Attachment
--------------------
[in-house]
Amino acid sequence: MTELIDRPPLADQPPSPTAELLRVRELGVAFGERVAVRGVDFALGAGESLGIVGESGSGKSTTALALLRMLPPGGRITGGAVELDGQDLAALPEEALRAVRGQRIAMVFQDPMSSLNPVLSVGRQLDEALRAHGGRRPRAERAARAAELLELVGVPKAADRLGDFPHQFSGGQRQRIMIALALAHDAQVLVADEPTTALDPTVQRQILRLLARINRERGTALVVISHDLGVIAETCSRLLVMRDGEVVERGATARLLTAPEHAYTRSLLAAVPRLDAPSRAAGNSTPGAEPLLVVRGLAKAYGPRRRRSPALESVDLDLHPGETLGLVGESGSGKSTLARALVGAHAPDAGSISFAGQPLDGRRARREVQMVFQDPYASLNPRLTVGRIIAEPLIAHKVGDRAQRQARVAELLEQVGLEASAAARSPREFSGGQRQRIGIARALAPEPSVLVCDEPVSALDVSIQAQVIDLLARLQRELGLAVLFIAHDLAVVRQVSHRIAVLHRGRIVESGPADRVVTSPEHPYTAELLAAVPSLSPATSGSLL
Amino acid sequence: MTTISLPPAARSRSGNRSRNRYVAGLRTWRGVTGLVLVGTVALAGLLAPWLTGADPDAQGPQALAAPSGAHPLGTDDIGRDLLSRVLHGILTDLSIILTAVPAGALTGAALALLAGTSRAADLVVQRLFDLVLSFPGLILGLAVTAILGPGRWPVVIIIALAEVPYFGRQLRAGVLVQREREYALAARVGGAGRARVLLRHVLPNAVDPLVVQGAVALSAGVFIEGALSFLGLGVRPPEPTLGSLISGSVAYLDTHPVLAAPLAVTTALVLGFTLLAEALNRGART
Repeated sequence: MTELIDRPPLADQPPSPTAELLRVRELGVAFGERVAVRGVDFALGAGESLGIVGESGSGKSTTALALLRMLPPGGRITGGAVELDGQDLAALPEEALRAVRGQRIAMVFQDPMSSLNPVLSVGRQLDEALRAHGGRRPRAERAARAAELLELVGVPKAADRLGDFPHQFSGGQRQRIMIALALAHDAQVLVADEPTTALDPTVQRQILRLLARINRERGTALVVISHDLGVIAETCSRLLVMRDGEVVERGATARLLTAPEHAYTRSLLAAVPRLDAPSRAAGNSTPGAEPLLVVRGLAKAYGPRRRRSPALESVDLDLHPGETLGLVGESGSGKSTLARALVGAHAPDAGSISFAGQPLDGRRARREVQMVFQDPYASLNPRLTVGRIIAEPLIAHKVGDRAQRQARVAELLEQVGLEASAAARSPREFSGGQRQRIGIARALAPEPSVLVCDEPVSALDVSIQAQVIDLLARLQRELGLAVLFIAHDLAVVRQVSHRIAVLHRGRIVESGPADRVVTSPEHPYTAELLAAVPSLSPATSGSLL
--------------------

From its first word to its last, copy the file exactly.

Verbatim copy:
[in-house]
Amino acid sequence: MTELIDRPPLADQPPSPTAELLRVRELGVAFGERVAVRGVDFALGAGESLGIVGESGSGKSTTALALLRMLPPGGRITGGAVELDGQDLAALPEEALRAVRGQRIAMVFQDPMSSLNPVLSVGRQLDEALRAHGGRRPRAERAARAAELLELVGVPKAADRLGDFPHQFSGGQRQRIMIALALAHDAQVLVADEPTTALDPTVQRQILRLLARINRERGTALVVISHDLGVIAETCSRLLVMRDGEVVERGATARLLTAPEHAYTRSLLAAVPRLDAPSRAAGNSTPGAEPLLVVRGLAKAYGPRRRRSPALESVDLDLHPGETLGLVGESGSGKSTLARALVGAHAPDAGSISFAGQPLDGRRARREVQMVFQDPYASLNPRLTVGRIIAEPLIAHKVGDRAQRQARVAELLEQVGLEASAAARSPREFSGGQRQRIGIARALAPEPSVLVCDEPVSALDVSIQAQVIDLLARLQRELGLAVLFIAHDLAVVRQVSHRIAVLHRGRIVESGPADRVVTSPEHPYTAELLAAVPSLSPATSGSLL
Amino acid sequence: MTTISLPPAARSRSGNRSRNRYVAGLRTWRGVTGLVLVGTVALAGLLAPWLTGADPDAQGPQALAAPSGAHPLGTDDIGRDLLSRVLHGILTDLSIILTAVPAGALTGAALALLAGTSRAADLVVQRLFDLVLSFPGLILGLAVTAILGPGRWPVVIIIALAEVPYFGRQLRAGVLVQREREYALAARVGGAGRARVLLRHVLPNAVDPLVVQGAVALSAGVFIEGALSFLGLGVRPPEPTLGSLISGSVAYLDTHPVLAAPLAVTTALVLGFTLLAEALNRGART
Repeated sequence: MTELIDRPPLADQPPSPTAELLRVRELGVAFGERVAVRGVDFALGAGESLGIVGESGSGKSTTALALLRMLPPGGRITGGAVELDGQDLAALPEEALRAVRGQRIAMVFQDPMSSLNPVLSVGRQLDEALRAHGGRRPRAERAARAAELLELVGVPKAADRLGDFPHQFSGGQRQRIMIALALAHDAQVLVADEPTTALDPTVQRQILRLLARINRERGTALVVISHDLGVIAETCSRLLVMRDGEVVERGATARLLTAPEHAYTRSLLAAVPRLDAPSRAAGNSTPGAEPLLVVRGLAKAYGPRRRRSPALESVDLDLHPGETLGLVGESGSGKSTLARALVGAHAPDAGSISFAGQPLDGRRARREVQMVFQDPYASLNPRLTVGRIIAEPLIAHKVGDRAQRQARVAELLEQVGLEASAAARSPREFSGGQRQRIGIARALAPEPSVLVCDEPVSALDVSIQAQVIDLLARLQRELGLAVLFIAHDLAVVRQVSHRIAVLHRGRIVESGPADRVVTSPEHPYTAELLAAVPSLSPATSGSLL